Ejuma, who produced and starred in the award-winning “Ben & Ara,“ just premiered her one woman show titled ‘”Ghost Town“ about the Anglophone Crisis in Cameroon,. Directed by Jude Yong, “Ghost Town,” is playing at the Hollywood Fringe Festival. Samantha Ofole-Prince caught up with the talented thespian to learn more about the solo show.
1) Can you explain the connotation behind the play’s title “Ghost Town” and why you chose it?
Ghost towns originally started as a form of peaceful protest where schools, shops and businesses would all close down and everyone would stay home. I think initially the idea was to disrupt the local economy enough to force the government to take the protests seriously. Now though, ghost towns have taken a darker turn as civilians who fail to observe it risk retaliation from either the military or the separatists. It resonated with me as the best title for this show because there are symbolic as well as literal ghost towns littered across the North West and South West provinces of Cameroon as a result of the “Anglophone Crisis.” On the one hand, you have towns that observe regularly scheduled ghost towns. On the other hand, you have villages that are burnt down and deserted as people had to flee or risk getting killed. The eerie vacancy of large spaces that were once teeming with life is disturbing enough but nothing beats the tragedy of the disappearance of a whole community.
2) This is a project you have written, starred in and produced – how challenging is it wearing so many hats and how long did it take to write?
3) “Ghost Town” explores the various points of view surrounding the ‘Anglophone Crisis’ which erupted in Cameroon in 2016, does the show also serve as a historical lesson for those unfamiliar with the country’s dark past?
What motivated me to do this project was the fact that there’s a lack of awareness about the ‘Anglophone Crisis.’ So a huge component of the show is the presentation of audio-visual materials which provide the audience with much needed context about how things came to be the way they are today. I wanted to pivot between a macro and a micro view of the subject to balance things out. If you’re unfamiliar with Cameroon’s history, you’ll learn a lot from the show.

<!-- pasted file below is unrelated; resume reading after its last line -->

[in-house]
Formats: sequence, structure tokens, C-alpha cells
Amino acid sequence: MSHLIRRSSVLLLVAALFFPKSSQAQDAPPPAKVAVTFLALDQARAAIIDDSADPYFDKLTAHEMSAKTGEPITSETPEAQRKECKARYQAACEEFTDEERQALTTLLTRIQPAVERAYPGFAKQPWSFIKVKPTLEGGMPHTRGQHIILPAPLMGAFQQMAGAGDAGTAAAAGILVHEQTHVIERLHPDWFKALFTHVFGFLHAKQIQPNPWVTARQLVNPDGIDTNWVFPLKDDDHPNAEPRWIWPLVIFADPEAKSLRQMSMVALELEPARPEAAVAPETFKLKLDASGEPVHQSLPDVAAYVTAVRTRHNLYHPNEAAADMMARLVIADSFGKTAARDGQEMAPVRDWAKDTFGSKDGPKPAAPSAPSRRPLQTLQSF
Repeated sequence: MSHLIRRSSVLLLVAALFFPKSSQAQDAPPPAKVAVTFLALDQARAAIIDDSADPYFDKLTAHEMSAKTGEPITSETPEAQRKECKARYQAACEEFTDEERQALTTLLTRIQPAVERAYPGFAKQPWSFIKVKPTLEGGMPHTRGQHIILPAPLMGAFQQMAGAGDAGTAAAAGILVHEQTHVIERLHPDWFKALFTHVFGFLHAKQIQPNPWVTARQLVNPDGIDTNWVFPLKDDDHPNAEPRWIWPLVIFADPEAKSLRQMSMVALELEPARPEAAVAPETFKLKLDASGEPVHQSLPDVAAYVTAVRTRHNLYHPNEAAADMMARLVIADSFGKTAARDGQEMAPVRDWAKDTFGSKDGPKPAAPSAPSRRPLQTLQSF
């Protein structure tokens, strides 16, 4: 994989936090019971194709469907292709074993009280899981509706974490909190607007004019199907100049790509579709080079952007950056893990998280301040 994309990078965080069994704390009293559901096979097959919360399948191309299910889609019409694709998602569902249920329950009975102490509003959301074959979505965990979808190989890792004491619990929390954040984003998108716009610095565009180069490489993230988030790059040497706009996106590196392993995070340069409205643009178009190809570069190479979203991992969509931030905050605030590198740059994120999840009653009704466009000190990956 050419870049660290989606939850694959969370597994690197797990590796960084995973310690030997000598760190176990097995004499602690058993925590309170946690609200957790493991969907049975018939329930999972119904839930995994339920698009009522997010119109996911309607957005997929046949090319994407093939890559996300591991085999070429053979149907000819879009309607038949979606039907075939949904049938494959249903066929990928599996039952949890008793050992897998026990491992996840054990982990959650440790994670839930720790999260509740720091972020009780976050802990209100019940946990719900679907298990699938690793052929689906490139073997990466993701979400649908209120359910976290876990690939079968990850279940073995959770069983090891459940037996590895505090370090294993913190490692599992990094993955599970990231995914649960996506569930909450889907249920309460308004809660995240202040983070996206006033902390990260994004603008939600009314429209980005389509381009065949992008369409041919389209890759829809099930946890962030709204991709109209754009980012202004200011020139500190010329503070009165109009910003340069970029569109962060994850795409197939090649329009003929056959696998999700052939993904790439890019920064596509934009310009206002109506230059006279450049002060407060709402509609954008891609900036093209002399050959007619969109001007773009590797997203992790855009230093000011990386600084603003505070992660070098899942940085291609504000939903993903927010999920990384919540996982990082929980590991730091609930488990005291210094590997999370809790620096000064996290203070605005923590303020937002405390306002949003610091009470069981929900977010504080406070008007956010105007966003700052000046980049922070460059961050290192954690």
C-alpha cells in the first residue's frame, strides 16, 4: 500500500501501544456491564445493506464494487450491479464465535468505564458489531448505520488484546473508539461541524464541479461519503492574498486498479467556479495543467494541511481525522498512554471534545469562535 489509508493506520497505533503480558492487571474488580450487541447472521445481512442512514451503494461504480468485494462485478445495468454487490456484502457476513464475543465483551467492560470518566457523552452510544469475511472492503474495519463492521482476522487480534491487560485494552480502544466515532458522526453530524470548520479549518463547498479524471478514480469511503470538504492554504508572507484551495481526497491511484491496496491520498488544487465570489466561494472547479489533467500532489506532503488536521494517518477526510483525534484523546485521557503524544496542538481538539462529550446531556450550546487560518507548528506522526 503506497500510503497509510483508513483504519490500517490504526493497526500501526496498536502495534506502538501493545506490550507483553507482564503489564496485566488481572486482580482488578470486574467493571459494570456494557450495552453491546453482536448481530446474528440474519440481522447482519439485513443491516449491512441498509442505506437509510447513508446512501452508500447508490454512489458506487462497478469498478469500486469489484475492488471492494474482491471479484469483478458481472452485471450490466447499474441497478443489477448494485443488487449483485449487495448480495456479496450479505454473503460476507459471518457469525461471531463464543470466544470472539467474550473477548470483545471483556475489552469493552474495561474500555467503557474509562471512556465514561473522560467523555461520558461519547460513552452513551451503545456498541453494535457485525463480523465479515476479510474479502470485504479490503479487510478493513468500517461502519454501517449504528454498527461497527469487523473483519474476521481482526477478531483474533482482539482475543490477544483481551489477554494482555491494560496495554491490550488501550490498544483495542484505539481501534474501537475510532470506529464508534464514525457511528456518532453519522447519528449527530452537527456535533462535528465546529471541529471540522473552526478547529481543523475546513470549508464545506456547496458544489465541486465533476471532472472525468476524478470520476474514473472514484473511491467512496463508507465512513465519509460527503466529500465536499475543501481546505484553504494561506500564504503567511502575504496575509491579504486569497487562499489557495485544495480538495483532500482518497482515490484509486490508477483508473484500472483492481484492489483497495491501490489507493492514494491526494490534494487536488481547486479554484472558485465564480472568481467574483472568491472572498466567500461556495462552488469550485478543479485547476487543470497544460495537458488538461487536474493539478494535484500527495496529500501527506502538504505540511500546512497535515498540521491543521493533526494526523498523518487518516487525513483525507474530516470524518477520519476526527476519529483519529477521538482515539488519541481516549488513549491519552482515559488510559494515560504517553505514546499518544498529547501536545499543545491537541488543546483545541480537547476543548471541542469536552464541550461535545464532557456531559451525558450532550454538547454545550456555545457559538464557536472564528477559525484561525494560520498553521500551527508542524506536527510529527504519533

4) Having conducted extensive research to produce the play, what did you learn about Cameroon that you weren’t initially aware of before?
The biggest surprise was that this isn’t the first time there’s been a crisis of this nature in Cameroon. A similar conflict erupted in the mid-90s so the fact that it’s resurfaced just points to the fact that there are many unresolved issues that still need to be properly addressed.
5) Colonized by the French and the British, Cameroon is still experiencing the consequences of post-colonial reunification, why do you think that is?
The biggest irony about this situation is that on the surface, the conflict appears to be about which ex-colonizer’s language, culture and system of governance should dominate – English or French. But the deeper issue is that a faction of the Cameroonian population feels oppressed and marginalized and for close to 60 years their complaints have fallen on deaf ears. Things have come to head once again.
6) What do you hope audiences will take away from ‘Ghost Town’?
I would like audiences to leave the show having a better understanding of what’s happening in Cameroon and in effect broaden their sense of awareness of the various forms of oppression people are experiencing the world over. It’s easy to think that the tragedies we hear about in the news are the only ones that are happening in the world and that isn’t the case at all.
For tickets to see “Ghost Town“ visit https://www.